Back on the money for the UK male, the offer returns to its classy catwalk influences.
A clean and classic look includes rugby tops and plain, clean lined suits along with mid-gauge knits– it looks like Zara is fighting for a slightly more mature customer. Some Euro-styled efforts sneak in such as a shiny patent quilted jacket but this is a return to form for the chain, which focuses on the catwalk-inspired clean-lined casualwear that was once its forte. Oddly, the store opens with a range of “Muhammad Ali” foiled T-shirts and hoodies which is out of step with the rest of the offer.
The most trend-led items, such as a leather hoodie and military jacket, are in the window but these are nowhere to be found on the shopfloor. That aside, the store itself is busy and buzzy, but two changing rooms have broken locks and the shopfloor is a touch scruffy. All little things but they take the gloss off what should be a classy environment. It’s worth noting that the much larger women’s area is slick and clean – perhaps there are too many SKUs in too small a space for the men.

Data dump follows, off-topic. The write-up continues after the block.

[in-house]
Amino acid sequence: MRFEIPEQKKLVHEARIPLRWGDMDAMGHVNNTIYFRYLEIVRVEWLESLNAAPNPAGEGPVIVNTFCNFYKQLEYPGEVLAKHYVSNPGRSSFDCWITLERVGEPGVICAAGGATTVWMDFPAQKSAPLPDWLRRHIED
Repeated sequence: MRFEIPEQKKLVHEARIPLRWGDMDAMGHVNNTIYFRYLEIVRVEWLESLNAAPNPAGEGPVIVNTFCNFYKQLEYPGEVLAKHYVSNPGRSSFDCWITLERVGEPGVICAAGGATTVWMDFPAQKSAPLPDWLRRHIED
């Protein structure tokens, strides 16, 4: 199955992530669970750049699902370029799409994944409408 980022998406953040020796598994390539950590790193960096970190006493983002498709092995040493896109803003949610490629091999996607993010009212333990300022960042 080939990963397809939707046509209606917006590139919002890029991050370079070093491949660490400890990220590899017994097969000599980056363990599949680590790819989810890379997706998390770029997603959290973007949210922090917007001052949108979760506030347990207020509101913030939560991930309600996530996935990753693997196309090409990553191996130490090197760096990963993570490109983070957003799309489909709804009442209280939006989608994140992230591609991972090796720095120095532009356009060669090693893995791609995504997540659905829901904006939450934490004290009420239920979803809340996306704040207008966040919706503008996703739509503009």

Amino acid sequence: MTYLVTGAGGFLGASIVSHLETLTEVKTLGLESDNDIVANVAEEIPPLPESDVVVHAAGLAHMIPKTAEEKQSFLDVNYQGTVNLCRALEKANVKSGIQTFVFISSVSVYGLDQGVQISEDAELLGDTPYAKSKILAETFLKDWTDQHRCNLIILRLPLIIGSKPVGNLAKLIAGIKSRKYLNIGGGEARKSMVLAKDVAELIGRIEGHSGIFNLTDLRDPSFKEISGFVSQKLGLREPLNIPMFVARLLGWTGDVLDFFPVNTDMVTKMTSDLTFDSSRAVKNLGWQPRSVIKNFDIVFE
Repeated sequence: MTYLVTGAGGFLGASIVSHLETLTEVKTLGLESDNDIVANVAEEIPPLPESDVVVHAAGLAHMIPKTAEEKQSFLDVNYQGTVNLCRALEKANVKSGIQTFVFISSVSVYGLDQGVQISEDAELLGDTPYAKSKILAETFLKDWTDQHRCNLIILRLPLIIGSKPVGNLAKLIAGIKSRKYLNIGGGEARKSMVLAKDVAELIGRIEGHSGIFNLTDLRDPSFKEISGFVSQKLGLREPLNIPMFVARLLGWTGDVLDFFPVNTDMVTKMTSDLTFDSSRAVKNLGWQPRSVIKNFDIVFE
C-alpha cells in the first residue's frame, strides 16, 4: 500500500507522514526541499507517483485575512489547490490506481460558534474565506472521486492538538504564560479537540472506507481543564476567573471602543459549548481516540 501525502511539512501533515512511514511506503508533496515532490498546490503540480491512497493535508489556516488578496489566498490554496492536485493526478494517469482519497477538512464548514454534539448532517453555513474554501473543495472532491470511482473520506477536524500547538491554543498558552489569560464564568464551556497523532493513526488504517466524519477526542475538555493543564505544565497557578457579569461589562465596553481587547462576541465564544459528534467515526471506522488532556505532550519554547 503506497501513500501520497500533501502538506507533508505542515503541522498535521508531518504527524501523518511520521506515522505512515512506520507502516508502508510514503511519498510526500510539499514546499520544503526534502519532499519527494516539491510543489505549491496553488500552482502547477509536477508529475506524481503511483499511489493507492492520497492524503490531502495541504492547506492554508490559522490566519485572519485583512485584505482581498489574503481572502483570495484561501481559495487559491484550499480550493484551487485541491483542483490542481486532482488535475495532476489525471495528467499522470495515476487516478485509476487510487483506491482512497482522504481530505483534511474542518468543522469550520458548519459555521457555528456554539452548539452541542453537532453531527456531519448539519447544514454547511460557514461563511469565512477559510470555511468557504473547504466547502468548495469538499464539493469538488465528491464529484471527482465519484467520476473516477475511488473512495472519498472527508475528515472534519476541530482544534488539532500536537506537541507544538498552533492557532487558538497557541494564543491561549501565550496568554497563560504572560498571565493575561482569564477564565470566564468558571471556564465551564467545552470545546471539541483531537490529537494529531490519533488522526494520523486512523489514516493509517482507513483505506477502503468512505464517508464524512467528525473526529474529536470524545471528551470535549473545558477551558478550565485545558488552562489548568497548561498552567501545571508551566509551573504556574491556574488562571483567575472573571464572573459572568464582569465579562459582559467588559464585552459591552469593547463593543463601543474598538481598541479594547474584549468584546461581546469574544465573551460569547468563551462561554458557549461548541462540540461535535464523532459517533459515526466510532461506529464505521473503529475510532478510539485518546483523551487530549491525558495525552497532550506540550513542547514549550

Prices meet or beat most of Zara’s rivals – black treated jeans are £29.90 and heavy knits are mostly about £40, with a Nordic version at £50. Checked shirts come in at £25.90, while a blue tonic 3sb is £99. The Ali T-shirts and hoodie are £20 and £30. Outerwear is more expensive, with duffles at £90 each and PU bikers at £60. These prices are good value when you consider that this collection is a return to the Spanish chain’s previous form of refined catwalk looks and low prices.